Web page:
Here are some tips to make your experience in or around the river more enjoyable: • Always wear a personal flotation device (PFD) when in or around moving current. • Wear sturdy shoes, consider thermal protection from cold water and wear a hat and sunscreen. • Do not drink alcohol or use drugs when boating or tubing. • Never go into the river alone. • Have a plan and rendezvous point in case you Incident management teams become separated. The Reno Fire Department proudly supports both • Let a friend or family member know when you local and national Incident Management Teams. Our intend to return home. members go through a stringent training, qualification and selection process to serve with these teams. The Safety in your home Incident Management Teams are on call year round for a wide range of emergencies, including fires, floods, Residential fires account for nearly 400,000 of the fires earthquakes, tornadoes, hazardous material releases, reported annually in the United States.  On an average, terrorist actions and other human-caused incidents. Reno fires in recent years have been the cause of more than Fire Department resources represent command, general 3,000 deaths and approximately 18,000 injuries.  Most staff and support positions on these teams. Within this of these deaths and injuries occur in the home. last fiscal year, our members have provided assistance to our state and federal partners on 30 assignments Many of these deaths and injuries could be prevented across the western United States. In 2013, the Reno by following some simple home safety tips such as Fire Department has been reimbursed $840,000 by the installing and maintaining smoke and carbon monoxide federal government to cover overtime and support costs detectors, having a home escape plan and creating for these deployments. Since the personnel deployed defensible space around your home to help prevent gain significant training and experience, this benefits against the threat of wildfires. our community by increasing our ability to manage local emergencies. The City of Reno will be opening a new Fire Station in April 2014. The new station 12 is located at 1190 Steamboat Parkway near Veterans Parkway and will serve the South Meadows and Damonte Ranch areas. It will be staffed by Engine 12, which is currently operating out of a temporary station. The total cost of the station was $3.1 million with nearly $2.5 million of that from dedicated development fees.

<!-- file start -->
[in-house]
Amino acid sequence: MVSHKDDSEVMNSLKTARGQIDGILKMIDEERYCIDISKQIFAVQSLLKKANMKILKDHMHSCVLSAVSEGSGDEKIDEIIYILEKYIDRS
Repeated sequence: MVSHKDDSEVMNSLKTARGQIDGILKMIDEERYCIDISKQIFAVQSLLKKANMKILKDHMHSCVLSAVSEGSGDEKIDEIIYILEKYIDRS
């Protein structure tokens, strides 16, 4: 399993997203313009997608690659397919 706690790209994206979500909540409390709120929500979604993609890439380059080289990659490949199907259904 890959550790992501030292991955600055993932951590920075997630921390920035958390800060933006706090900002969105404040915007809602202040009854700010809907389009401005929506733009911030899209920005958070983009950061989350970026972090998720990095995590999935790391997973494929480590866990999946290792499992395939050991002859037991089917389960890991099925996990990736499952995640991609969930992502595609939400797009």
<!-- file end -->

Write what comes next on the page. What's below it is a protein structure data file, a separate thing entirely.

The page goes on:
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2103-2014 Reno Fire Department: Community Report